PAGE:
Musings of a Fantasy Baseball Rookie.By Jhop
I think I love fantasy baseball because it is like a logic puzzle, and I love puzzles. But like poker, it is a puzzle based on skill and luck. You have to be dealt the right cards in the same way that virtual players need to perform, but you can still put yourself in a solid position to win if you play intelligently.
I play in a standard ten-team head-to-head league, with weekly points for hits, runs, total bases, RBIs, stolen bases, holds, strikeouts, ERA, WHIP, saves, homeruns, and wins. I am still amazed at the different ways to play fantasy baseball – rotisserie, AL or NL-only, points leagues, keeper leagues, money leagues. I want to try all of them.
And I feel like I learn something new every week. Especially from the people in my league, who are all pretty much fantastic. We are in the middle of Week Ten, and I am somehow in first place (in fact, I have never lost a weekly series…yet). Humblebrag? Yes. Carrie is right on my heels in second. So in the great words of Geri Halliwell, the one and only Ginger Spice, “Girl Power.”
I did not participate in the draft, so my team was automated. In part, I think the draft scared the hell out of me. Looking over the results, I realized that the dumbass computer basically picked in position order. Like, my first four automated picks were all outfielders, while my catchers were picked in rounds 16 and 17. At the same time, my outfield is super deep. It was even deeper a few weeks ago, before I traded Jason Heyward (and Jordan Walden and Ryan Roberts) for Alex Rodriguez, my overall pre-season #1. When I saw my computer-picked team, I was happy with about one-third of the selections. So I hit the waiver wire early. My thinking is that pre-season predictions are pretty worthless. Look at Ubaldo Jimenez. Brett Myers. Joakim Soria. Ian Stewart. I was not attached to anyone, because I didn’t pick them. So I decided to play the odds. Some people start off hot and then cool off, tumbling back to earth; others get hot, stay hot, and are newfound sensations. And I decided to try basically everyone until I found some of those. And I’d like to think that I did. I think it allowed me to rebuild a mediocre team into what I consider a pretty well-balanced club. So besides my staple studs, the rest of my roster is filled with 2011 hotshots that have either over-performed or are newly discovered gems.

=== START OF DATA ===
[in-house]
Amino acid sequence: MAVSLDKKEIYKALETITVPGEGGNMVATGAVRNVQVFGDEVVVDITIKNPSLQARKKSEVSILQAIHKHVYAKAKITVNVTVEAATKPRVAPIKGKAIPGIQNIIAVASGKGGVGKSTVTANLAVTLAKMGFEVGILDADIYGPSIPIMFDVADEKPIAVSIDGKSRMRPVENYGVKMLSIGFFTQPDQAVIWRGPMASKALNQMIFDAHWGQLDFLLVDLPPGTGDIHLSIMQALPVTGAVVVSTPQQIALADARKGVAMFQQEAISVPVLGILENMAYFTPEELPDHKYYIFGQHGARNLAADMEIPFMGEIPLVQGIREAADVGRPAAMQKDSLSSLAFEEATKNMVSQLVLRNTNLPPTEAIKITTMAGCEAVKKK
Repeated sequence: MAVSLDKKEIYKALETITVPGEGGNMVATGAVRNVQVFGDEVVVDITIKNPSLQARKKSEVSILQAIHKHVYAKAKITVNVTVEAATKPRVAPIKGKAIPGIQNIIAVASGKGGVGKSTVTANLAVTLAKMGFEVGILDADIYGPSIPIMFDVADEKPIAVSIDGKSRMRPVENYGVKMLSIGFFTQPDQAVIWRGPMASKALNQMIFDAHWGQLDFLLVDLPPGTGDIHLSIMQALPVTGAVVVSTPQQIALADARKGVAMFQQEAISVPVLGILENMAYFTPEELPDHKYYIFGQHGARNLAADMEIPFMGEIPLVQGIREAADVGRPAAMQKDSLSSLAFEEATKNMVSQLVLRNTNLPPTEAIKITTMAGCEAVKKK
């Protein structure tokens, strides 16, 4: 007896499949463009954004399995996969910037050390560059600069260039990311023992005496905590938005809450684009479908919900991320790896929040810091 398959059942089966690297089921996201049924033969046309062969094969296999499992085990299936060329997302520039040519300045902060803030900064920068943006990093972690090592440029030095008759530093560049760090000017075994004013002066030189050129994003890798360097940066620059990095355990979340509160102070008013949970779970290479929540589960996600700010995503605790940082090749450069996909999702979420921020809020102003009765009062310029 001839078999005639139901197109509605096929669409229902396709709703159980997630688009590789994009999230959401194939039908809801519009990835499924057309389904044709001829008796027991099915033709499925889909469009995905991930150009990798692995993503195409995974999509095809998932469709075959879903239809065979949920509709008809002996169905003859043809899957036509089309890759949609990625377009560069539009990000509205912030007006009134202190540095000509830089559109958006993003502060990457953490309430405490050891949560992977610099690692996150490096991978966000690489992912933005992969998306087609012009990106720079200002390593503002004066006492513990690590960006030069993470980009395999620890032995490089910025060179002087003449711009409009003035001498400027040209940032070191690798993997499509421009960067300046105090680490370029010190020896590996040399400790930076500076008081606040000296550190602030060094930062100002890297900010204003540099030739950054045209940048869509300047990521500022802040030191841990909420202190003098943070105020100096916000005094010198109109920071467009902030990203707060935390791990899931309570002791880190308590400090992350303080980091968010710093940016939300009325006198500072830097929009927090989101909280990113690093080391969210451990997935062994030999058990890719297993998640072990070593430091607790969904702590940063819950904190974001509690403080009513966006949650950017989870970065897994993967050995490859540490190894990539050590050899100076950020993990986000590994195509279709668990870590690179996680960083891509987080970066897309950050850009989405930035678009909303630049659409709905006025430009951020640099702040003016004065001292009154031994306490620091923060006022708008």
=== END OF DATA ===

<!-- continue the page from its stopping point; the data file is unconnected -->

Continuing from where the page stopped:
This strategy has worked well so far, but there is so much baseball left to play. Which is why I used to really worry about the players I dropped or traded. For whatever reason, I was strangely attached to David Murphy, Jonathan Herrera, and Ian Desmond. I have gotten over that. I am ridiculously impatient, and I recognize that this is clearly a flaw in fantasy baseball. If I was patient, I would more likely get the best stats out of all of my players; and if I juggle too much, I am going to miss players’ good days, too. And I get that. But I have made about three times as many moves as anyone else in my league. At times, I am almost embarrassed by this. Like I get stressed when I see “JHop” followed by three other “JHop’s,” as if I am domineering the board, or like I can’t make up my mind. On one hand, that is accurate; I cannot make up my mind. On the other hand, I am playing streaks. But what the fuck do I care? I am winning. So maybe I am more like George Steinbrenner than I thought – if you don’t perform, you’re out.